Housing Voucher Policy Designed to Expand Opportunity Targets Areas That Need It
A 2016 rule from the Department of Housing and Urban Development (HUD) required state and local housing agencies in 23 metropolitan areas to start using small area fair market rents (SAFMRs) — a promising policy approach that ties housing voucher subsidies to market rents in individual zip codes — in their voucher programs in 2018. HUD suspended this requirement in August 2017, but in December 2017 a federal court ordered HUD to withdraw the suspension and reinstate the original requirement. SAFMRs are designed to enable families with vouchers to rent housing in a wider range of neighborhoods, and research shows that SAFMRs are more effective at helping low-income families move to high-opportunity neighborhoods than HUD’s longstanding approach of setting a single fair market rent for an entire metro area.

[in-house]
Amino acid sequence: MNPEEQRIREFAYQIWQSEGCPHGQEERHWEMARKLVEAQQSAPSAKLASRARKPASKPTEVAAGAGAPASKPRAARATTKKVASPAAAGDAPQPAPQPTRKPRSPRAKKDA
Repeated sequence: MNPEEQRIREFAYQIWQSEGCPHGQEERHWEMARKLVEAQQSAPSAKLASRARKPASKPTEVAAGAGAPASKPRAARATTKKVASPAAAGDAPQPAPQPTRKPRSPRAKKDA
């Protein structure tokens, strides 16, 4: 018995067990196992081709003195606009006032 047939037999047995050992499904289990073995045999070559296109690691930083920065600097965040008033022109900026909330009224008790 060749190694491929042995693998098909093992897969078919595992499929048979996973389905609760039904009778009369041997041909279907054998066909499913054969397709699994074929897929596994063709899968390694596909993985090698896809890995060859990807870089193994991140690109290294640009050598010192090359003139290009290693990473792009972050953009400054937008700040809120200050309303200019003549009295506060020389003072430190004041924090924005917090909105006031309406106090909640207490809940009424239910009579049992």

HUD's 2016 rule selected the 23 mandatory SAFMR areas in part because voucher holders there were disproportionately concentrated in low-income areas, indicating that the potential benefits of SAFMRs were particularly great. The data below compare the location of voucher holders in the SAFMR metro areas in 2016 — before agencies there were required to begin using SAFMRs — to the location of all renter households and all households overall. In each of the 23 areas, voucher holders were more likely than other renters to live in high-poverty and high-minority neighborhoods, usually by a wide margin.